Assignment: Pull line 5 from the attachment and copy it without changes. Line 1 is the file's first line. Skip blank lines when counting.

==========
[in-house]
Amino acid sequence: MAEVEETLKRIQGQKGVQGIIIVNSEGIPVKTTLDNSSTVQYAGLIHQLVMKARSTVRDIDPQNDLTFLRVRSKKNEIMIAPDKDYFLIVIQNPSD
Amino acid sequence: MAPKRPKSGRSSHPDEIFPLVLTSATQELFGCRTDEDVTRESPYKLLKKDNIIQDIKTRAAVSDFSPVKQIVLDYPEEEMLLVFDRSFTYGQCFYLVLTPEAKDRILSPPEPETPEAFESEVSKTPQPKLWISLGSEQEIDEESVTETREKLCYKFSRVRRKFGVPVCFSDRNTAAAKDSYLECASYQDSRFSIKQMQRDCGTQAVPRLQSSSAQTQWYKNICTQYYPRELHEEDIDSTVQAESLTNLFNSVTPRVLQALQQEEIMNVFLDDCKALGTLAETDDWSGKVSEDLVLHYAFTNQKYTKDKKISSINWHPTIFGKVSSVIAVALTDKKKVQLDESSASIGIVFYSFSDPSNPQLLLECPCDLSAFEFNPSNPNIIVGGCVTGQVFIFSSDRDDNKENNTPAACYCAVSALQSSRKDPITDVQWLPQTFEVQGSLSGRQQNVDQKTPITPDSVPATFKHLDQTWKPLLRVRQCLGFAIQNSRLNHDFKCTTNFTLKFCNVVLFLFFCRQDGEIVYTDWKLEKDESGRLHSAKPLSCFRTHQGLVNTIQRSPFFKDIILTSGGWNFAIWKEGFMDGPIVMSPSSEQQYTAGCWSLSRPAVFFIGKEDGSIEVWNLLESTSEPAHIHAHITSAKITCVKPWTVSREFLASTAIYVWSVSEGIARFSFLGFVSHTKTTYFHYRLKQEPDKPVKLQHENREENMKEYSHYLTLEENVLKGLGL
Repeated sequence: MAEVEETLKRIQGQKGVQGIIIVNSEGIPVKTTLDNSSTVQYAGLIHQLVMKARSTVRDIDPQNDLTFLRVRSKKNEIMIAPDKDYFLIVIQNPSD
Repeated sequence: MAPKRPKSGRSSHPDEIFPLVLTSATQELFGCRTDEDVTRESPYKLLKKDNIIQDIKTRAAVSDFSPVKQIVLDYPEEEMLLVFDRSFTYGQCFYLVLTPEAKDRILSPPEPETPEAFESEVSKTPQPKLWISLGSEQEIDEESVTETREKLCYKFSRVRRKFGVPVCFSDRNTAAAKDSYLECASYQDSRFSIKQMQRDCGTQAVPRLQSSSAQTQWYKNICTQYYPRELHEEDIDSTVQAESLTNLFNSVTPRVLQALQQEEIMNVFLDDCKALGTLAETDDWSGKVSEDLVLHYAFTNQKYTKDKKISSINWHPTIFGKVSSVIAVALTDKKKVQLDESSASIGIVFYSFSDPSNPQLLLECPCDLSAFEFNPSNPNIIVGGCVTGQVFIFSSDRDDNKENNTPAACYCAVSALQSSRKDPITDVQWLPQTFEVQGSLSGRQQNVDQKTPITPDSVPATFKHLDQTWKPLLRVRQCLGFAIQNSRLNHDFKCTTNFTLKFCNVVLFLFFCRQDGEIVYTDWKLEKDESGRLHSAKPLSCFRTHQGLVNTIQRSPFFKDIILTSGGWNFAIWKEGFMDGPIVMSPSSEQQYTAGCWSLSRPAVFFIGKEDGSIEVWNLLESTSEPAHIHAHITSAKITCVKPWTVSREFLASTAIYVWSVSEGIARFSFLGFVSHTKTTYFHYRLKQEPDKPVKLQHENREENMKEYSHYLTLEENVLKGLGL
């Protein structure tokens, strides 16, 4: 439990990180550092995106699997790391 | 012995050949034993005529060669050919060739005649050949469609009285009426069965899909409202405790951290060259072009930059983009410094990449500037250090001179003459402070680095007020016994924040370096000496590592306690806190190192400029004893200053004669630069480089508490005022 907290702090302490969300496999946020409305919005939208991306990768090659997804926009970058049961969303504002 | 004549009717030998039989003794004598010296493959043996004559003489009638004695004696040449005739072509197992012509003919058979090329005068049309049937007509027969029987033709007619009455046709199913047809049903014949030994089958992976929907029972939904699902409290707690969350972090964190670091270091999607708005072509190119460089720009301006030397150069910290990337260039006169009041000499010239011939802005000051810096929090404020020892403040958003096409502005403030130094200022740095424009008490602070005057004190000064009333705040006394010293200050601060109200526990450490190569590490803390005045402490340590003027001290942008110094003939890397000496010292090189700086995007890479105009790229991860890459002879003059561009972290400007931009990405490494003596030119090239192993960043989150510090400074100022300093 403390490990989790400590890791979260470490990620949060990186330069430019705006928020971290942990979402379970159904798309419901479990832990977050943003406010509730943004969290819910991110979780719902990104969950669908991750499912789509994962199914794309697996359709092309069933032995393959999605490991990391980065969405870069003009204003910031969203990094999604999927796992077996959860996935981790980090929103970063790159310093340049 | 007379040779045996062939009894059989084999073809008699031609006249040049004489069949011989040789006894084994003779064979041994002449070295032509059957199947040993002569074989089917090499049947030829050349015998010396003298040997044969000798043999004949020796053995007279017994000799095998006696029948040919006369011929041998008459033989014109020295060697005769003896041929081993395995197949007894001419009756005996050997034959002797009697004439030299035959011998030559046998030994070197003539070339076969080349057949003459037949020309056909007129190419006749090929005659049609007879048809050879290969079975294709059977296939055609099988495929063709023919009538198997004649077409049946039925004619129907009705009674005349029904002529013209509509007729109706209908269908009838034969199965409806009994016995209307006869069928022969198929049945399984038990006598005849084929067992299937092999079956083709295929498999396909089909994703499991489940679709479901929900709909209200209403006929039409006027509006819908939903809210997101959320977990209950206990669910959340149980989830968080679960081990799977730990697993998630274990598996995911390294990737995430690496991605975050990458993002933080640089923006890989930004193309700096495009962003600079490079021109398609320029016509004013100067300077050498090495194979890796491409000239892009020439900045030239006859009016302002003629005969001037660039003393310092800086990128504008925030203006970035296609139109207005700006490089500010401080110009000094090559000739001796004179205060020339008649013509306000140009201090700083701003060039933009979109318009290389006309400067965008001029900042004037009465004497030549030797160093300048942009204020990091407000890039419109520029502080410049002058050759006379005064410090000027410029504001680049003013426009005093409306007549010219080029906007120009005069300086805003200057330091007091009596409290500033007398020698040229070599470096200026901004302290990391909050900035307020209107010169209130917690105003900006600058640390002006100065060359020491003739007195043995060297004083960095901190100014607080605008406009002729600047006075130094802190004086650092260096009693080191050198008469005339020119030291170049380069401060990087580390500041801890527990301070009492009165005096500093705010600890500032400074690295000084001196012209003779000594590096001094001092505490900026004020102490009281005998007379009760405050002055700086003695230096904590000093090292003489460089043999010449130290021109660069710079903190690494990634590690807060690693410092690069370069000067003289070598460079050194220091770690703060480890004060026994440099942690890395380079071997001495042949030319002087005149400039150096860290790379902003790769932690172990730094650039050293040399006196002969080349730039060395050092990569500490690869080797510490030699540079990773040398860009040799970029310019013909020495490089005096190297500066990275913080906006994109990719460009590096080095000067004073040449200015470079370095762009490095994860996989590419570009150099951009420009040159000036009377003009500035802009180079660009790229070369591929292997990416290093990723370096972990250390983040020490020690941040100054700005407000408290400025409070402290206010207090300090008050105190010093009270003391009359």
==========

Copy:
Repeated sequence: MAPKRPKSGRSSHPDEIFPLVLTSATQELFGCRTDEDVTRESPYKLLKKDNIIQDIKTRAAVSDFSPVKQIVLDYPEEEMLLVFDRSFTYGQCFYLVLTPEAKDRILSPPEPETPEAFESEVSKTPQPKLWISLGSEQEIDEESVTETREKLCYKFSRVRRKFGVPVCFSDRNTAAAKDSYLECASYQDSRFSIKQMQRDCGTQAVPRLQSSSAQTQWYKNICTQYYPRELHEEDIDSTVQAESLTNLFNSVTPRVLQALQQEEIMNVFLDDCKALGTLAETDDWSGKVSEDLVLHYAFTNQKYTKDKKISSINWHPTIFGKVSSVIAVALTDKKKVQLDESSASIGIVFYSFSDPSNPQLLLECPCDLSAFEFNPSNPNIIVGGCVTGQVFIFSSDRDDNKENNTPAACYCAVSALQSSRKDPITDVQWLPQTFEVQGSLSGRQQNVDQKTPITPDSVPATFKHLDQTWKPLLRVRQCLGFAIQNSRLNHDFKCTTNFTLKFCNVVLFLFFCRQDGEIVYTDWKLEKDESGRLHSAKPLSCFRTHQGLVNTIQRSPFFKDIILTSGGWNFAIWKEGFMDGPIVMSPSSEQQYTAGCWSLSRPAVFFIGKEDGSIEVWNLLESTSEPAHIHAHITSAKITCVKPWTVSREFLASTAIYVWSVSEGIARFSFLGFVSHTKTTYFHYRLKQEPDKPVKLQHENREENMKEYSHYLTLEENVLKGLGL